The opening “is an acknowledgement of the importance that DuPont holds for Singapore and Asean as it continues to develop, and DuPont continues to invest in the region to take advantage of the people that are here and the very great market here,” said chief science and technology officer Douglas Muzyka at the opening ceremony.
The 11,000 square-metre headquarters will house DuPont’s administrative offices and development labs across its agriculture and nutrition, bio-based industrials and nutrition and health divisions.
“This centre, combining laboratories and a business environment, is so critically important to our business future. We can’t exist without the two coming together to create value in the marketplace,” added Muzyka.
There is no doubt about Singapore’s massive ability to coax multinationals into either establishing regional offices in its sprawling technology parks or expanding their existing presence there, as DuPont has done and the likes of DSM did before it with innovation centres and divisional headquarters.
Indeed, DuPont now shares an office block on the Biopolis campus with a Nestlé research centre. It is also a short walk away from Singapore’s pioneering A*STAR commercial research agency, which works with a number of global food companies by providing intellectual, human and industrial capital.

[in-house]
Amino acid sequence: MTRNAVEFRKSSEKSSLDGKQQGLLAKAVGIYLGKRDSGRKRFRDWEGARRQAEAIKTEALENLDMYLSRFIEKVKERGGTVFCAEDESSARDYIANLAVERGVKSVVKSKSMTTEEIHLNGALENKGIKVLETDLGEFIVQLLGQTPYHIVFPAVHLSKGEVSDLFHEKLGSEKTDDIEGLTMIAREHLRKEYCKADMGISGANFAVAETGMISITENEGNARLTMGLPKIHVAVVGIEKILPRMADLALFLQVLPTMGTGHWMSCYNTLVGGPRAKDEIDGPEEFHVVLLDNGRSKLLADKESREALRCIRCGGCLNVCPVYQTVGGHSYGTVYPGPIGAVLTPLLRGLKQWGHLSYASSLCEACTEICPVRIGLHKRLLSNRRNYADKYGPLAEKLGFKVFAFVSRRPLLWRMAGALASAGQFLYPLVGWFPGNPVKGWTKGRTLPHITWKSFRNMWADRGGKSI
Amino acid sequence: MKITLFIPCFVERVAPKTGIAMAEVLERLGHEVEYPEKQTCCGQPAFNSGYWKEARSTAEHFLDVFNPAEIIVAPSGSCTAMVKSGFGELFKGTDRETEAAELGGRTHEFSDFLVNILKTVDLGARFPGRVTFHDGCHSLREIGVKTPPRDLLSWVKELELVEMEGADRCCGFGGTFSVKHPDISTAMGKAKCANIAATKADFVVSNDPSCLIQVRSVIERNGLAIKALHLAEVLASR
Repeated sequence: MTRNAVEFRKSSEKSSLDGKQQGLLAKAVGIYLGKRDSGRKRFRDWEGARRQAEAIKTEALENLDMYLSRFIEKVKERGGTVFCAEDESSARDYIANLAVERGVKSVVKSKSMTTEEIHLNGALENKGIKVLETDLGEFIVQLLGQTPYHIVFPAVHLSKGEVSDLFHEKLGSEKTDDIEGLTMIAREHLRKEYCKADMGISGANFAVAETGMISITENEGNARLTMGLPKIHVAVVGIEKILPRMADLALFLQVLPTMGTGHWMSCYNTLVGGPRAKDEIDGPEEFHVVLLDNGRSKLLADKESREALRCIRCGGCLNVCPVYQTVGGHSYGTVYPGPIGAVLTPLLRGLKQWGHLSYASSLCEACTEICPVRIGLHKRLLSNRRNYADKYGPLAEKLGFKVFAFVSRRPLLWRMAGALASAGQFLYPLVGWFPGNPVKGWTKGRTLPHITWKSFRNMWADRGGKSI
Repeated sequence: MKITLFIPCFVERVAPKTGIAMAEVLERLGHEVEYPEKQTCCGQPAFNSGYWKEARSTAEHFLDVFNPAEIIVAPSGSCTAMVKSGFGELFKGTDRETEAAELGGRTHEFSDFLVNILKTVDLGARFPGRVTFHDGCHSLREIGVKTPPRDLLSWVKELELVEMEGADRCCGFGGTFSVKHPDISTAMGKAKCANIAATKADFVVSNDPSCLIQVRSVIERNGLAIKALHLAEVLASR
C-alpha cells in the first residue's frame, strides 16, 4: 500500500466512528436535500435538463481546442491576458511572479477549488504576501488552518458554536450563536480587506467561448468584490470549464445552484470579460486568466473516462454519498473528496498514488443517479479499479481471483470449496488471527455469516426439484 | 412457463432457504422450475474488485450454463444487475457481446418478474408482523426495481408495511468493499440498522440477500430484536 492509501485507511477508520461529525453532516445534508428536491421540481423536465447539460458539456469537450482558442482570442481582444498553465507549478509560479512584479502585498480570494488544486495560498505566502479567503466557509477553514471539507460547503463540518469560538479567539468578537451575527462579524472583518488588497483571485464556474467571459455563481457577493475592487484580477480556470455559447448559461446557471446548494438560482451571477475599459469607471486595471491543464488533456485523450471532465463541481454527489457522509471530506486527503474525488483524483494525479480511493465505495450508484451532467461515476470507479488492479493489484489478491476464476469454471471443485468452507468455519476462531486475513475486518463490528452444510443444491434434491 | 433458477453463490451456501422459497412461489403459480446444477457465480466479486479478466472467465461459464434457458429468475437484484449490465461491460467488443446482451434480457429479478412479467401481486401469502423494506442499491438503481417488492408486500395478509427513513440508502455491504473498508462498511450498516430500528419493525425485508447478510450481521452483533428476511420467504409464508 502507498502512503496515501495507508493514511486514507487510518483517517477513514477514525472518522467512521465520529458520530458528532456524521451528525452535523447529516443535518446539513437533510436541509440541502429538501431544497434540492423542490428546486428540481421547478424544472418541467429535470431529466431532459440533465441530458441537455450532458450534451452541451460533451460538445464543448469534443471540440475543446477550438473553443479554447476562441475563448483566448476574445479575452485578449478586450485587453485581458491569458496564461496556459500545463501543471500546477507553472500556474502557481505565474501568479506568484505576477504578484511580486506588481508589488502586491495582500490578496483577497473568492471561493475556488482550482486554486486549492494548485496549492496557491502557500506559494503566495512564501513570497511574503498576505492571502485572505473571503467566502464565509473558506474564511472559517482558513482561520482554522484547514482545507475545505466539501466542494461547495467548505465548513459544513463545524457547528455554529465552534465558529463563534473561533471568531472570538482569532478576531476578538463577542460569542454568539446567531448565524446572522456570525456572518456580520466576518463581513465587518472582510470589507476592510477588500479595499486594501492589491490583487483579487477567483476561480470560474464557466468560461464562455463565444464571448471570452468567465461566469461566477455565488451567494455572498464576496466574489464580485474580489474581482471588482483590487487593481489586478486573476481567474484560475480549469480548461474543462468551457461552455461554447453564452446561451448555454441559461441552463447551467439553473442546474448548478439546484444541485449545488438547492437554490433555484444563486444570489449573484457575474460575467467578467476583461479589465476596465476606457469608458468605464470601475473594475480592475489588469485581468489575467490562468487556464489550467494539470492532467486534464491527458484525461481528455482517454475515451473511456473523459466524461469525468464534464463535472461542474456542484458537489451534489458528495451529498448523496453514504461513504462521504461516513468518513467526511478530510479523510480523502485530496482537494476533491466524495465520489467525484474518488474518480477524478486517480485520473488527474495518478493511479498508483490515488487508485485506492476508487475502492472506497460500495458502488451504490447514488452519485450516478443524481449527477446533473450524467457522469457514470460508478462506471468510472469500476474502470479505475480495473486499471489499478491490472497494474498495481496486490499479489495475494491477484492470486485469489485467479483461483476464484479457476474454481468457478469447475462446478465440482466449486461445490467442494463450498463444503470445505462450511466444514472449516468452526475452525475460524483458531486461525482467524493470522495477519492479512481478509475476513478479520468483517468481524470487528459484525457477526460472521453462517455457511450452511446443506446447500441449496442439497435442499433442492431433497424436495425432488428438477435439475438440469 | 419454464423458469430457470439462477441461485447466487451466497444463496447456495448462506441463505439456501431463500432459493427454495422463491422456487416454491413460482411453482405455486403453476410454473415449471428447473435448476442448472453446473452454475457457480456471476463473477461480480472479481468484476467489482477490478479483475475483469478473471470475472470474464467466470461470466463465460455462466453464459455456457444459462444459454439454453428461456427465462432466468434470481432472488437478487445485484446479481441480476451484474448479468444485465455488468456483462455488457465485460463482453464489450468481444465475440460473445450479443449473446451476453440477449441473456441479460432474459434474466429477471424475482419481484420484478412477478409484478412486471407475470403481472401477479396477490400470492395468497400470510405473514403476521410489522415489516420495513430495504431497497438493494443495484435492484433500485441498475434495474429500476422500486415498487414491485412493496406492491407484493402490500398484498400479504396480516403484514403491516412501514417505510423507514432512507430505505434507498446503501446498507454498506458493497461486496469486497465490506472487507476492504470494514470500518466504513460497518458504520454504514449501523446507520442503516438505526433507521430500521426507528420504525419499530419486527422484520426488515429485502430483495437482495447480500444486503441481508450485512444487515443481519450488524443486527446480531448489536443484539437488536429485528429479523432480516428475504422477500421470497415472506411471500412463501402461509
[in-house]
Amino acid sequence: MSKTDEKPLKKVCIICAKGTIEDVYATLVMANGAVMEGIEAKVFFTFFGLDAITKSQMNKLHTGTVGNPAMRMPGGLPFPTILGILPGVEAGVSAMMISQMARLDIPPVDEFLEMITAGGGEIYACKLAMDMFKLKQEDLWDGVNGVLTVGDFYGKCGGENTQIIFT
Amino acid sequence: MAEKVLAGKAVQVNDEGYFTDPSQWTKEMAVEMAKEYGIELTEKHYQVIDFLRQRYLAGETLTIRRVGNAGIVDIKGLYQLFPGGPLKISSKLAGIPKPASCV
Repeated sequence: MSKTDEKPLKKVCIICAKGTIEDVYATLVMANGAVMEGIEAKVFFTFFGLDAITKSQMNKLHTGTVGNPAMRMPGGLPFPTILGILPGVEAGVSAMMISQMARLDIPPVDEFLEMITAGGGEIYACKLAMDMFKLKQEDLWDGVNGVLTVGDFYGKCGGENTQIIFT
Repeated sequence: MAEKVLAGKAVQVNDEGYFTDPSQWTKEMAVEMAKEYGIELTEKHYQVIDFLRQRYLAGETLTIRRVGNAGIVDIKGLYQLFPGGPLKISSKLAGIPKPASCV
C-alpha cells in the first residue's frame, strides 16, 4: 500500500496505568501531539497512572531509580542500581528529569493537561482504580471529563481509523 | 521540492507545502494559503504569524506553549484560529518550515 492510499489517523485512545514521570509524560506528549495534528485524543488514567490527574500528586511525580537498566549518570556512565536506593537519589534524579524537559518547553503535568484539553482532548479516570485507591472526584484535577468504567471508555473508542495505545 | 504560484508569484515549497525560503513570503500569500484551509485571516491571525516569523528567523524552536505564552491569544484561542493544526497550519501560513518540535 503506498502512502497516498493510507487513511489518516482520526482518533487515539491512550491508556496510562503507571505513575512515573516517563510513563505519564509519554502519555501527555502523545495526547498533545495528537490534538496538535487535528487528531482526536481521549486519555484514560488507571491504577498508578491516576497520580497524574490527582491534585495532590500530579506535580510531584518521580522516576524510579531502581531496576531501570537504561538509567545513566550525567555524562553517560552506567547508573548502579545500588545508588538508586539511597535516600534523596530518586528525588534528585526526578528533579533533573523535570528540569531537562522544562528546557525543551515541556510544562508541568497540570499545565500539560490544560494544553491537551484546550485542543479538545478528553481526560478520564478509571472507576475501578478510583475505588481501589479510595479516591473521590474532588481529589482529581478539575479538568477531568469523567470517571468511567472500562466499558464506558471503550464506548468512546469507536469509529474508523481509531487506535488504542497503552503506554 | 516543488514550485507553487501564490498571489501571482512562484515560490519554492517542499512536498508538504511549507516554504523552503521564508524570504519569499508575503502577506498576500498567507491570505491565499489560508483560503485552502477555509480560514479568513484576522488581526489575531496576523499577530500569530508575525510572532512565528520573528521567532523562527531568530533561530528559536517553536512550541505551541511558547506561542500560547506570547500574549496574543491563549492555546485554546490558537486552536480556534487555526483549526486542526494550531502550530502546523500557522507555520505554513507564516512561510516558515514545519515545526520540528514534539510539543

It is not DuPont’s first foray into Singapore—it set up an office there 43 years ago. Rather it is establishing a full-service base to serve the wider Asean region, where it now has eight offices and 13 production plants across its various businesses.
With a population of more than 620m and rapidly rising middle-classes, Asean is prompting companies to consider how they can organise themselves more effectively to serve the region, according to Yeoh Keat Chuan, managing director of the Singapore Economic Development Board.
“Singapore’s strong interdisciplinary research capabilities, connectivity and understanding of Asean enables companies like DuPont, who co-locate their commercial and innovation functions, to accelerate the development of solutions and get to market faster,” Yeoh added.
DuPont’s nutrition and health division’s development lab will focus on localising the company’s ingredient offerings, according to Li Yongjing, its regional president, who was at the opening ceremony.
In recent years, multinational suppliers have been racing to tailor their global ingredients portfolio not only to local tastes but also to Asian physiology.
“[People in Asean] want local-tasting food, and we want to help local partners to develop their businesses,” said Li, who will leave DuPont’s Shanghai innovation centre for a week each month to oversee the Singapore business.
The lab will transform consumer insight into technical solutions while improving the time it takes to develop products in response to customer requests. Without such facilities in the region, DuPont would be forced to call on its European research centre in Copenhagen or others that are not so well versed in Asian tastes for solutions.
“Whereas doing great science is stimulating and wonderful in itself, meeting the needs of customers is fundamental,” said Muzyka. “So this centre is located at the centre of opportunities, where customers can articulate the needs that they have. The centre will be a critical hub for the entire region of Asean.”